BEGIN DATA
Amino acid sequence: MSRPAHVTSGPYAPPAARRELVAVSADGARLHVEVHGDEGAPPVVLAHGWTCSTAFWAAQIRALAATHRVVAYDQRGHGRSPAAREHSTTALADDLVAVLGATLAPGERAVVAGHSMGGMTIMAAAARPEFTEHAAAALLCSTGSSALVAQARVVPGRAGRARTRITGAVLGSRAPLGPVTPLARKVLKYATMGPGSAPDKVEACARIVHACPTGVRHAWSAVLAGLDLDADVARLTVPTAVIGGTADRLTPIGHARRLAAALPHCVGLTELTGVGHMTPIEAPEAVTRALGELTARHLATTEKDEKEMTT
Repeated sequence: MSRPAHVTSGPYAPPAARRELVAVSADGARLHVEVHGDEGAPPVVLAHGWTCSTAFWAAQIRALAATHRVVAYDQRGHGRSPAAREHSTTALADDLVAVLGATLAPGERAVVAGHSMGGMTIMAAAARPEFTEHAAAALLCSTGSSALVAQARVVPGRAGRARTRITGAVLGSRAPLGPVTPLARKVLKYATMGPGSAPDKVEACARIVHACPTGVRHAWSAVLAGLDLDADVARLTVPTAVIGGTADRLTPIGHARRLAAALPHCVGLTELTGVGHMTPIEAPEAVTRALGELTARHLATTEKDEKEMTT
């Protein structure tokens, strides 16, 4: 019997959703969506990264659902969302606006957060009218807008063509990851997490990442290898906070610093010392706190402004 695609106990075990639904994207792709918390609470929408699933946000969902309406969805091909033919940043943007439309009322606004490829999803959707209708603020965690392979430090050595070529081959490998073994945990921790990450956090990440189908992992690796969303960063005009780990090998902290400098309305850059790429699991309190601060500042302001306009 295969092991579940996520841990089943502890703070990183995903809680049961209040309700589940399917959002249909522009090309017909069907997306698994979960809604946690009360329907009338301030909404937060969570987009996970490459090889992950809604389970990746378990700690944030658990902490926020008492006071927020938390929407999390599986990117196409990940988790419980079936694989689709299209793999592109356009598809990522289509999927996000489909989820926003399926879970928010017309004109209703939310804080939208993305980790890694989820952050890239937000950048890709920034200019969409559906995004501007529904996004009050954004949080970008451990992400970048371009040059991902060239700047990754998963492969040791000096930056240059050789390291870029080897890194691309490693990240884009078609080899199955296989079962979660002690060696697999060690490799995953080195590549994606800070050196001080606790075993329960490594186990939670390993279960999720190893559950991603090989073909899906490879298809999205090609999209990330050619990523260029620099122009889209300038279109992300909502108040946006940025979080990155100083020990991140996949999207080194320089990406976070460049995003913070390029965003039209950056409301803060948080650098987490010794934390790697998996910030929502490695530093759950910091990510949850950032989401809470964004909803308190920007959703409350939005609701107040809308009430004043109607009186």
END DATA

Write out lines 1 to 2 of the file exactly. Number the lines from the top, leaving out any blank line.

Amino acid sequence: MSRPAHVTSGPYAPPAARRELVAVSADGARLHVEVHGDEGAPPVVLAHGWTCSTAFWAAQIRALAATHRVVAYDQRGHGRSPAAREHSTTALADDLVAVLGATLAPGERAVVAGHSMGGMTIMAAAARPEFTEHAAAALLCSTGSSALVAQARVVPGRAGRARTRITGAVLGSRAPLGPVTPLARKVLKYATMGPGSAPDKVEACARIVHACPTGVRHAWSAVLAGLDLDADVARLTVPTAVIGGTADRLTPIGHARRLAAALPHCVGLTELTGVGHMTPIEAPEAVTRALGELTARHLATTEKDEKEMTT
Repeated sequence: MSRPAHVTSGPYAPPAARRELVAVSADGARLHVEVHGDEGAPPVVLAHGWTCSTAFWAAQIRALAATHRVVAYDQRGHGRSPAAREHSTTALADDLVAVLGATLAPGERAVVAGHSMGGMTIMAAAARPEFTEHAAAALLCSTGSSALVAQARVVPGRAGRARTRITGAVLGSRAPLGPVTPLARKVLKYATMGPGSAPDKVEACARIVHACPTGVRHAWSAVLAGLDLDADVARLTVPTAVIGGTADRLTPIGHARRLAAALPHCVGLTELTGVGHMTPIEAPEAVTRALGELTARHLATTEKDEKEMTT